Remember Who Owns the iPhone

 
 
By Don Reisinger  |  Posted 2009-12-14 Email Print this article Print
 
 
 
 
 
 
 


4. Apple makes hardware decisions

Those that wish the iPhone had a physical keyboard can't blame AT&T for that. Those that wanted a camcorder prior to the iPhone 3G S' launch couldn't take AT&T to task. When it comes to hardware problems, it's Apple that deserves to bear the brunt of those criticisms. The company is in full control over the design of the iPhone.

5. Apple makes software decisions

The same can be said for Apple's software. When users begged for copy and paste, it wasn't AT&T that held it up, it was Apple. The iPhone is littered with software quirks that need to be improved. But that won't happen until Apple decides to update the software with those improvements. No other company can do it.

6. At any point, Apple can work with other carriers

Let's not forget that there are several other wireless carriers competing against AT&T that would welcome the iPhone. There are also millions of Verizon Wireless subscribers, Sprint subscribers and T-Mobile subscribers that would love the opportunity to use the iPhone. And many AT&T users want to switch. So instead of blaming AT&T for not being able to compete with Verizon Wireless, maybe we should blame Apple for not bringing the iPhone to other carriers

7. It's Apple's iPhone

In the end, it's important to remember that the iPhone is Apple's product. The device isn't owned by AT&T and it hasn't been modified by the competition. Any issues users may have should be directed to Steve Jobs and Company.

8. Steve Jobs isn't infallible

Speaking of Steve Jobs, he isn't infallible. He doesn't always make the best decisions. And in the moments when his decisions impact users, it's too easy to point fingers at AT&T or other companies. If Steve Jobs makes a poor decision, it should be recognized for what it is. And blame should be placed where it belongs: on his shoulders.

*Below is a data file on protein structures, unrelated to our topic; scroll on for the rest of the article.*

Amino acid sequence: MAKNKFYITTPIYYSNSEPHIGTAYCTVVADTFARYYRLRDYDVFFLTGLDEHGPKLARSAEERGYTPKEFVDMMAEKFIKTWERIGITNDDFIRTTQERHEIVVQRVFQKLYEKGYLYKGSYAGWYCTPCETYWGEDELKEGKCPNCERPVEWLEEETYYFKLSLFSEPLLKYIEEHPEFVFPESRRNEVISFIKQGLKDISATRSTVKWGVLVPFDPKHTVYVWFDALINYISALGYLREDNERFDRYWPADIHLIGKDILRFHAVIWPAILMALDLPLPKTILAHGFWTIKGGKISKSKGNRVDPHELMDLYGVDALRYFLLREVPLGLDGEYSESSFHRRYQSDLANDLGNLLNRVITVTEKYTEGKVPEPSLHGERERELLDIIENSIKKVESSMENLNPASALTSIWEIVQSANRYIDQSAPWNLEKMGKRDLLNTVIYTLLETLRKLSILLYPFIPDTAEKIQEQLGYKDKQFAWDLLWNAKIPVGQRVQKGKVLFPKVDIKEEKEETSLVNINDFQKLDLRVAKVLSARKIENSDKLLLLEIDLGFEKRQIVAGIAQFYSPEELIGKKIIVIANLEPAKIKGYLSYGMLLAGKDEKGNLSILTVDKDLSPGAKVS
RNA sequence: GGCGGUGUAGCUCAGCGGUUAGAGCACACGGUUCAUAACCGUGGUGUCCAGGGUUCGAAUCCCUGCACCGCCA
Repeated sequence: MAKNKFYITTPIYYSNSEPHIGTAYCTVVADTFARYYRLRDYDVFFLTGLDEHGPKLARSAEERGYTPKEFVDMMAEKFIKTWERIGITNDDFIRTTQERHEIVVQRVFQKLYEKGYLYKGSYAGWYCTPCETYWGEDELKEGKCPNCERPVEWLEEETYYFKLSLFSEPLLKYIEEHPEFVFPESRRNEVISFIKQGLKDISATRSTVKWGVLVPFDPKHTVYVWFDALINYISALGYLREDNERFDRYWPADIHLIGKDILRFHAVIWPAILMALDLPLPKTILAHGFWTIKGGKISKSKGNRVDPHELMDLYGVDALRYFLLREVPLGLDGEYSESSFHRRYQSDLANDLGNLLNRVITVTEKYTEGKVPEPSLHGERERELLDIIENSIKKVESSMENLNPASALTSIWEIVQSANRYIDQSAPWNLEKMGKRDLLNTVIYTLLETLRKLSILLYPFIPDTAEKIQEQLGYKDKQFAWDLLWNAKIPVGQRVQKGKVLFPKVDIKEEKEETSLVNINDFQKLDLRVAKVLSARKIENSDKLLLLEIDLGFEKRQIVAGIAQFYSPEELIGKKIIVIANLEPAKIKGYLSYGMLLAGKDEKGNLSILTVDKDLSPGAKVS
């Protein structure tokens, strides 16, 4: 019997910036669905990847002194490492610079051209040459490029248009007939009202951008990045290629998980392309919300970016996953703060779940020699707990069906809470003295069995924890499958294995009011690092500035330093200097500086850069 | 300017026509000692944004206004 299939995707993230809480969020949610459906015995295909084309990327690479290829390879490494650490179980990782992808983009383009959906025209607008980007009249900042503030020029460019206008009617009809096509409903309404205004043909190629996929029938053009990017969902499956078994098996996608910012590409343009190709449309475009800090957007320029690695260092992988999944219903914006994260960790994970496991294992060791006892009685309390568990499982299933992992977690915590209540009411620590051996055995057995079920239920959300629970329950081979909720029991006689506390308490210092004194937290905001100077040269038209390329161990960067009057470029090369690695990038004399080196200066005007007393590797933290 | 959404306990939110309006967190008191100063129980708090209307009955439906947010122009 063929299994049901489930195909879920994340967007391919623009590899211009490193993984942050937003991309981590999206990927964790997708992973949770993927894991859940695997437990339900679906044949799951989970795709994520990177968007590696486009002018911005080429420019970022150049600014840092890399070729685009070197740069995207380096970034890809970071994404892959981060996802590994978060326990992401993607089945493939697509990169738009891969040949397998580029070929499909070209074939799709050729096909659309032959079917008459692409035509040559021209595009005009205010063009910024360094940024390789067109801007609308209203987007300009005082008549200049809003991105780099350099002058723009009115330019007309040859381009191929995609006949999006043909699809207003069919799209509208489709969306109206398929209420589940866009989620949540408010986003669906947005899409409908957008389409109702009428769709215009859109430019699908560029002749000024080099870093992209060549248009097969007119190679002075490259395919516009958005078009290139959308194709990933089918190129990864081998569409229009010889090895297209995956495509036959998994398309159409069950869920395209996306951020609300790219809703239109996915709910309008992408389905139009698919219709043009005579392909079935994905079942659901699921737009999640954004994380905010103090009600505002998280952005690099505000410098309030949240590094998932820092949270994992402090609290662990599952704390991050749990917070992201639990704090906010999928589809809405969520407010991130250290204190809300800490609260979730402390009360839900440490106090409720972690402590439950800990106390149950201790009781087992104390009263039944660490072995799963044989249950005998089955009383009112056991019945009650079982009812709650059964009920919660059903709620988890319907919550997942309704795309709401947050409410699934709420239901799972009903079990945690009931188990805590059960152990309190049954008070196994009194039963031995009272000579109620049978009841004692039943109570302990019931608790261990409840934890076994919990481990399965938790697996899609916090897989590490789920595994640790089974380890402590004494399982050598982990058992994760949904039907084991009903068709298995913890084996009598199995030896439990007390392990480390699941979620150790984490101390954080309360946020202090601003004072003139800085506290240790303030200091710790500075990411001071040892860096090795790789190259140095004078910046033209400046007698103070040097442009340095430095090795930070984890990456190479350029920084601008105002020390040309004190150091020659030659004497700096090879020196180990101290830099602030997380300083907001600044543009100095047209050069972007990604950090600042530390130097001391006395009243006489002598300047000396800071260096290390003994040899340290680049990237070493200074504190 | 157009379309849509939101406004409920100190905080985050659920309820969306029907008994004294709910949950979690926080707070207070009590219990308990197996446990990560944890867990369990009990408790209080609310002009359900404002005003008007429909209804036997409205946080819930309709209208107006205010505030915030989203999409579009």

9. Apple knew what it was getting with AT&T 

When the iPhone hit store shelves in 2007, it was no secret that AT&T wasn't the best carrier in the market. Coverage was a little suspect, 3G data was practically nonexistent. Regardless, Apple decided to form an exclusive partnership with AT&T that, two years removed, has caused many users to wish for an iPhone on other networks. 

10. Would Verizon make the problems go away?

As we consider where the blame for iPhone flaws can be placed, we need to determine if those flaws will be gone if the iPhone was made available on Verizon Wireless' network, rather than AT&T's. It's a hard sell. A network can't change Apple's App Store policies. A new carrier can't improve the virtual keyboard. A new provider can't even deliver the features iPhone owners are waiting for. We need to keep that in mind.

It's easy to blame AT&T. Maybe it's time to point some fingers at Apple too.



 
 
 
 
Don Reisinger is a freelance technology columnist. He started writing about technology for Ziff-Davis' Gearlog.com. Since then, he has written extremely popular columns for CNET.com, Computerworld, InformationWeek, and others. He has appeared numerous times on national television to share his expertise with viewers. You can follow his every move at http://twitter.com/donreisinger.
 
 
 
 
 
 
 

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